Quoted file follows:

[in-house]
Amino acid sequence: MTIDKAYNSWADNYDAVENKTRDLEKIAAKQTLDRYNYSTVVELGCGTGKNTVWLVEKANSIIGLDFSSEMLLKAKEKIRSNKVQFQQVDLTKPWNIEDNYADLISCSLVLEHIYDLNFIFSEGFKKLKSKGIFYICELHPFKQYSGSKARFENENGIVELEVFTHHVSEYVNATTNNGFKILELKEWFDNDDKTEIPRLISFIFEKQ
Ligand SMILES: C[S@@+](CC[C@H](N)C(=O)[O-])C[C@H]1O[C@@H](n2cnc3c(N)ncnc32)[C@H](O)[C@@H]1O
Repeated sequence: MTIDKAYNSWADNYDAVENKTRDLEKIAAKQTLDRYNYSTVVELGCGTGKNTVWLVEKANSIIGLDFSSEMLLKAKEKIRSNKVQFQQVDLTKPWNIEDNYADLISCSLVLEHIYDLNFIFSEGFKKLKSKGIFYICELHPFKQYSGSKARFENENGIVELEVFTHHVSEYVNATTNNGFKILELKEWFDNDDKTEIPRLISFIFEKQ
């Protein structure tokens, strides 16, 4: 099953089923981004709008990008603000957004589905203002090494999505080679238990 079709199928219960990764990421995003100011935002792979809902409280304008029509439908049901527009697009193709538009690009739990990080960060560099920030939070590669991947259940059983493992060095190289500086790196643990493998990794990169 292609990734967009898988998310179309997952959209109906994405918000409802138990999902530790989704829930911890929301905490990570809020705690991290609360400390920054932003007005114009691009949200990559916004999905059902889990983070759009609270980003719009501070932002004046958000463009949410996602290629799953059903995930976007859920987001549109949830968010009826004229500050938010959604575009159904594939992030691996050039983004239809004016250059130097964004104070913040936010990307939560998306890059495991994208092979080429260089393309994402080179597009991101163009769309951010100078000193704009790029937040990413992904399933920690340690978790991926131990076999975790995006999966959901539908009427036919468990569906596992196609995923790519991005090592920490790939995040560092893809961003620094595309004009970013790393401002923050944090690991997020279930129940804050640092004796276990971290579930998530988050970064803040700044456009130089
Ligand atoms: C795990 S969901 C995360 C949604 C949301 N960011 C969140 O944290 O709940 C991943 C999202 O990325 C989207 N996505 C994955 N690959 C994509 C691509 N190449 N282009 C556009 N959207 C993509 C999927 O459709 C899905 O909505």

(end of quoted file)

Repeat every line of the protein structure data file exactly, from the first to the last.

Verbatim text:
[in-house]
Amino acid sequence: MTIDKAYNSWADNYDAVENKTRDLEKIAAKQTLDRYNYSTVVELGCGTGKNTVWLVEKANSIIGLDFSSEMLLKAKEKIRSNKVQFQQVDLTKPWNIEDNYADLISCSLVLEHIYDLNFIFSEGFKKLKSKGIFYICELHPFKQYSGSKARFENENGIVELEVFTHHVSEYVNATTNNGFKILELKEWFDNDDKTEIPRLISFIFEKQ
Ligand SMILES: C[S@@+](CC[C@H](N)C(=O)[O-])C[C@H]1O[C@@H](n2cnc3c(N)ncnc32)[C@H](O)[C@@H]1O
Repeated sequence: MTIDKAYNSWADNYDAVENKTRDLEKIAAKQTLDRYNYSTVVELGCGTGKNTVWLVEKANSIIGLDFSSEMLLKAKEKIRSNKVQFQQVDLTKPWNIEDNYADLISCSLVLEHIYDLNFIFSEGFKKLKSKGIFYICELHPFKQYSGSKARFENENGIVELEVFTHHVSEYVNATTNNGFKILELKEWFDNDDKTEIPRLISFIFEKQ
């Protein structure tokens, strides 16, 4: 099953089923981004709008990008603000957004589905203002090494999505080679238990 079709199928219960990764990421995003100011935002792979809902409280304008029509439908049901527009697009193709538009690009739990990080960060560099920030939070590669991947259940059983493992060095190289500086790196643990493998990794990169 292609990734967009898988998310179309997952959209109906994405918000409802138990999902530790989704829930911890929301905490990570809020705690991290609360400390920054932003007005114009691009949200990559916004999905059902889990983070759009609270980003719009501070932002004046958000463009949410996602290629799953059903995930976007859920987001549109949830968010009826004229500050938010959604575009159904594939992030691996050039983004239809004016250059130097964004104070913040936010990307939560998306890059495991994208092979080429260089393309994402080179597009991101163009769309951010100078000193704009790029937040990413992904399933920690340690978790991926131990076999975790995006999966959901539908009427036919468990569906596992196609995923790519991005090592920490790939995040560092893809961003620094595309004009970013790393401002923050944090690991997020279930129940804050640092004796276990971290579930998530988050970064803040700044456009130089
Ligand atoms: C795990 S969901 C995360 C949604 C949301 N960011 C969140 O944290 O709940 C991943 C999202 O990325 C989207 N996505 C994955 N690959 C994509 C691509 N190449 N282009 C556009 N959207 C993509 C999927 O459709 C899905 O909505």